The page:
G. H. (Godfrey
Harold) Hardy FRS (February 7, 1877 Cranleigh, Surrey, England – December
1, 1947 Cambridge, Cambridgeshire,
England ) was a prominent English mathematician, known for his achievements in
number theory and mathematical analysis.
Non-mathematicians usually know him for
A Mathematician's Apology,
his
essay from 1940 on the
aesthetics of mathematics. The
Apology is often considered one of the best insights into
the mind of a working mathematician written for the
layman.
His relationship as mentor, from 1914 onwards, of the Indian
mathematician
Srinivasa
Ramanujan has become celebrated. Hardy almost immediately
recognized Ramanujan's extraordinary albeit untutored brilliance,
and Hardy and Ramanujan became close collaborators. In an interview
by
Paul Erdős, when Hardy was asked
what his greatest contribution to mathematics was, Hardy
unhesitatingly replied that it was the discovery of Ramanujan. He
called their collaboration "the one romantic incident in my
life."
Life
G.H.
Hardy
was born 7 February 1877, in Cranleigh, Surrey, England, into a
teaching family. His father was Bursar
and Art Master at Cranleigh School; his mother had been a senior mistress at Lincoln Training College for
teachers. Both parents were mathematically inclined.
Hardy's own natural affinity for mathematics was perceptible at a
young age. When just two years old, he wrote numbers up to
millions, and when taken to church he amused himself by
factorizing the numbers of the hymns.
After
schooling at Cranleigh, Hardy was awarded a scholarship to Winchester
College for his mathematical work. In 1896 he entered
Trinity
College, Cambridge. After only two years of preparation he was
fourth in the
Mathematics
Tripos examination. Years later, Hardy sought to abolish the
Tripos system, as he felt that it was becoming more an end in
itself than a means to an end. While at university, Hardy joined
the
Cambridge Apostles, an elite,
intellectual secret society.
As the most important influence Hardy cites the self-study of
Cours d'analyse de l'École Polytechnique by the French
mathematician
Camille Jordan, through
which he became acquainted with the more precise mathematics
tradition in continental
Europe. In 1900 he
passed part II of the tripos and was awarded a fellowship. In 1903
he earned his M.A., which was the highest academic degree at
English universities at that time. From 1906 onward he held the
position of a lecturer where teaching six hours per week left him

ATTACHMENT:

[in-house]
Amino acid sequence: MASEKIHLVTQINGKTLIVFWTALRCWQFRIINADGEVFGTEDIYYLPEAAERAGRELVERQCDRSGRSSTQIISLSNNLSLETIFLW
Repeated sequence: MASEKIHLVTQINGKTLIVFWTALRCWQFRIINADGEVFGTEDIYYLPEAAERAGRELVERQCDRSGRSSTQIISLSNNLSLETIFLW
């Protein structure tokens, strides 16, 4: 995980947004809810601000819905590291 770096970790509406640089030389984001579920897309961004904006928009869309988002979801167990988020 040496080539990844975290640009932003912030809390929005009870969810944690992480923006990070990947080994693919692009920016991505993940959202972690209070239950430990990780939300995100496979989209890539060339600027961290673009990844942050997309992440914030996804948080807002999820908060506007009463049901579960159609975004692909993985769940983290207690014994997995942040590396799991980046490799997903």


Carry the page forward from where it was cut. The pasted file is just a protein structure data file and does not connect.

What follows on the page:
time for research.
In 1919 he left Cambridge to take the
Savilian Chair of
Geometry at Oxford in the
aftermath of the Bertrand Russell affair
during World War I. He returned
to Cambridge in 1931, where he was
Sadleirian
Professor until 1942.
The Indian
Clerk (2007) is a novel by David
Leavitt based on Hardy's life at Cambridge, including his discovery of and relationship with
Srinivasa
Ramanujan.
Work
Hardy is
credited with reforming British mathematics by bringing rigour into it, which was
previously a characteristic of French, Swiss and German
mathematics. British mathematicians had remained largely in
the tradition of
applied
mathematics, in thrall to the reputation of
Isaac Newton (see
Cambridge Mathematical
Tripos). Hardy was more in tune with the
cours
d'analyse methods dominant in France, and aggressively
promoted his conception of
pure
mathematics, in particular against the
hydrodynamics which was an important part of
Cambridge mathematics.
From 1911 he collaborated with
J.
E. Littlewood, in extensive work in
mathematical analysis and
analytic number theory. This (along
with much else) led to quantitative progress on the
Waring problem, as part of the
Hardy-Littlewood circle
method, as it became known. In
prime
number theory, they proved results and some notable
conditional results. This was a major
factor in the development of number theory as a system of
conjectures; examples are the
first and
second
Hardy–Littlewood conjectures. Hardy's collaboration with
Littlewood is among the most successful and famous collaborations
in mathematical history. In a 1947 lecture, the Danish
mathematician
Harald Bohr reported a
colleague as saying, "Nowadays, there are only three really great
English mathematicians: Hardy, Littlewood, and
Hardy–Littlewood."
Hardy is also known for formulating the
Hardy–Weinberg principle, a
basic principle of
population
genetics, independently from
Wilhelm Weinberg in 1908. He played
cricket with the geneticist